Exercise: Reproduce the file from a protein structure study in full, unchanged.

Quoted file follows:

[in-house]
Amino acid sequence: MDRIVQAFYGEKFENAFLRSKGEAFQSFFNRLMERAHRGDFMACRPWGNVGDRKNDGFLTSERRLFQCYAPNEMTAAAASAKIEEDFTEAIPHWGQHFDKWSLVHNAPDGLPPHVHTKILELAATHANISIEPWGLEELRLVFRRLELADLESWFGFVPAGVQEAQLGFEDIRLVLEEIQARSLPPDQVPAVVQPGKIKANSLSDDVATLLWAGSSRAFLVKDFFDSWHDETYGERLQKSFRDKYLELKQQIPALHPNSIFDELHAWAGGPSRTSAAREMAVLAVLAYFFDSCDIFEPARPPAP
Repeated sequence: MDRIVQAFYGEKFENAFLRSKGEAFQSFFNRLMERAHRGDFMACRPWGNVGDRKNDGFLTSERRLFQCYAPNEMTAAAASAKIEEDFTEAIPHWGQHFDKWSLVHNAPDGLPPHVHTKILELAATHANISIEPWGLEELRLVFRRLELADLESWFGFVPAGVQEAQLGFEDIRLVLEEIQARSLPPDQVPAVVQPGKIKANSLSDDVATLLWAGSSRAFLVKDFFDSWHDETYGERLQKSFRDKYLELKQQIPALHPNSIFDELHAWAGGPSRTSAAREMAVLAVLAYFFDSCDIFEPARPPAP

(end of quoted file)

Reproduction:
[in-house]
Amino acid sequence: MDRIVQAFYGEKFENAFLRSKGEAFQSFFNRLMERAHRGDFMACRPWGNVGDRKNDGFLTSERRLFQCYAPNEMTAAAASAKIEEDFTEAIPHWGQHFDKWSLVHNAPDGLPPHVHTKILELAATHANISIEPWGLEELRLVFRRLELADLESWFGFVPAGVQEAQLGFEDIRLVLEEIQARSLPPDQVPAVVQPGKIKANSLSDDVATLLWAGSSRAFLVKDFFDSWHDETYGERLQKSFRDKYLELKQQIPALHPNSIFDELHAWAGGPSRTSAAREMAVLAVLAYFFDSCDIFEPARPPAP
Repeated sequence: MDRIVQAFYGEKFENAFLRSKGEAFQSFFNRLMERAHRGDFMACRPWGNVGDRKNDGFLTSERRLFQCYAPNEMTAAAASAKIEEDFTEAIPHWGQHFDKWSLVHNAPDGLPPHVHTKILELAATHANISIEPWGLEELRLVFRRLELADLESWFGFVPAGVQEAQLGFEDIRLVLEEIQARSLPPDQVPAVVQPGKIKANSLSDDVATLLWAGSSRAFLVKDFFDSWHDETYGERLQKSFRDKYLELKQQIPALHPNSIFDELHAWAGGPSRTSAAREMAVLAVLAYFFDSCDIFEPARPPAP